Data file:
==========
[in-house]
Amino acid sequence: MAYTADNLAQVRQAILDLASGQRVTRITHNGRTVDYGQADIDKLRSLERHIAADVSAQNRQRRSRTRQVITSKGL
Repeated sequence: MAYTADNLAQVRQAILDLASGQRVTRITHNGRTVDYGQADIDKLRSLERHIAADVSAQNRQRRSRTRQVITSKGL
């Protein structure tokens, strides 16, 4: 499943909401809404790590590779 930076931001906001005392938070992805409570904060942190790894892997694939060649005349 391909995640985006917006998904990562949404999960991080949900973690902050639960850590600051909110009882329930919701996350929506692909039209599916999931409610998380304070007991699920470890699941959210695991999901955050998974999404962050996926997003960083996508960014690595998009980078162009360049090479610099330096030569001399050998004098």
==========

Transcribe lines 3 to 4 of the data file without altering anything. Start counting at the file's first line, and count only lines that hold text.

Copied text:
Repeated sequence: MAYTADNLAQVRQAILDLASGQRVTRITHNGRTVDYGQADIDKLRSLERHIAADVSAQNRQRRSRTRQVITSKGL
């Protein structure tokens, strides 16, 4: 499943909401809404790590590779 930076931001906001005392938070992805409570904060942190790894892997694939060649005349 391909995640985006917006998904990562949404999960991080949900973690902050639960850590600051909110009882329930919701996350929506692909039209599916999931409610998380304070007991699920470890699941959210695991999901955050998974999404962050996926997003960083996508960014690595998009980078162009360049090479610099330096030569001399050998004098």